The two astronauts who have made marksmanship and gun collecting their hobbies are Majors Donald K. Slayton and Leroy Gordon Cooper Jr. of the Air Force. Major Slayton has an impressive collection of light and heavy rifles, from .22 caliber to .30-30s. He likes to hunt anything, from varmints to bears, deer and boar. "In a high-pressure program like this," he said a while ago, "you simply have to get off by yourself and relax once in a while." Slayton also plays handball and—to alleviate the "erratic heart" which caused Project doctors to withdraw him from the May flight—jogs two or three miles whenever he feels slight palpitations, which is every two weeks or so. In addition, he is an archer, skier, fisherman and occasional volleyball player—he met his wife on a volleyball court in Germany.
Crack shots and cool golfers
Cooper, at 35 the youngest of the astronauts and the only one without combat experience, collects pistols and is a crack shot with this weapon. He is also fond of riding (his father runs a ranch in Colorado), and is, like Air Force Major Virgil (Gus) Grissom, who made the second suborbital flight, a hunter and fisherman. Grissom also plays a little golf and, when he has an opportunity, handball with Slayton.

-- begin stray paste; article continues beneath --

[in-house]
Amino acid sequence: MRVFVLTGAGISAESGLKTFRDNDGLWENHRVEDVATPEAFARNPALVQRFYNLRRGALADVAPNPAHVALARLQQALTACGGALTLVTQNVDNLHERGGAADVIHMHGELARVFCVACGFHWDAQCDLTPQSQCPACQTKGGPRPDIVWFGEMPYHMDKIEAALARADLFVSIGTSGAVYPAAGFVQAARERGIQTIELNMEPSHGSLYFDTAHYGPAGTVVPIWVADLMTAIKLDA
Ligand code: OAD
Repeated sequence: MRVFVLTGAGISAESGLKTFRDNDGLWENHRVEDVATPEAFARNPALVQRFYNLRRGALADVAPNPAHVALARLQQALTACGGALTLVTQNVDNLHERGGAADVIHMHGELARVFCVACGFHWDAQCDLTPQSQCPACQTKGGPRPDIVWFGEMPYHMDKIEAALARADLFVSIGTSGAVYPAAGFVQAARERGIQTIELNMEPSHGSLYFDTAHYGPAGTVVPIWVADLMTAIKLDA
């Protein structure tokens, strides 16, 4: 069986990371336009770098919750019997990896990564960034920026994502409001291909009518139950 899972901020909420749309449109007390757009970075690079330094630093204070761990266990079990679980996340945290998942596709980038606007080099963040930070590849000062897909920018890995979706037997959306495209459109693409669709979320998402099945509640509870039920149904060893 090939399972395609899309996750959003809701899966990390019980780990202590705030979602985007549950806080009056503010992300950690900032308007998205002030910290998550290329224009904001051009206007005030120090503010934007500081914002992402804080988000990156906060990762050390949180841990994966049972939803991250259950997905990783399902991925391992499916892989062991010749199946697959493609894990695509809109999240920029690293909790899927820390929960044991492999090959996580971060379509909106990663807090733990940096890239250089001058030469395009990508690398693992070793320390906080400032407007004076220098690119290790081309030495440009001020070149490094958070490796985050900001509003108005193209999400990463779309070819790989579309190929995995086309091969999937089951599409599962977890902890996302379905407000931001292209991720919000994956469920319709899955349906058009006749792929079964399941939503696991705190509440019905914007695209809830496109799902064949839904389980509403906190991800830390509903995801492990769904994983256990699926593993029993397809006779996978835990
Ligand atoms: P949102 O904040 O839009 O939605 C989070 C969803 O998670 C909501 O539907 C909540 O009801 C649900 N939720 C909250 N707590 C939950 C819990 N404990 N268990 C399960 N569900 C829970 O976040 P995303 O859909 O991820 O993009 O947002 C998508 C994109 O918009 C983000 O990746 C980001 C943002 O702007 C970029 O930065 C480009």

Next to running, the greatest non-airborne enthusiasm of Glenn, who won 10 letters in high school in baseball, basketball and tennis and who played center on the Muskingum College football team, is water skiing. A longtime addict, he can maneuver on a turnaround ski, a slalom ski and a disk. "It's a vigorous activity that makes keeping in shape a real pleasure," he says. He regards tennis the same way. Commander Walter M. Schirra Jr., Carpenter's backup pilot, likes water skiing, piloting a motorboat, shooting a rifle and playing golf. Despite putting trouble ("Seems to me they make the holes too small," he observes), Schirra is a cool golfer who shoots in the high 80s.
"You have to remember," says Dr. Voas, "that part of the training program—such as squeezing out of a capsule in the rough Gulf of Mexico, taking a course in desert survival and getting whirled around in a centrifuge—is more physically demanding than any sport. Just getting into a tight-fitting space suit makes you work up a sweat. But the sport the seven like above everything is flying—which, you might say, is lucky for all concerned."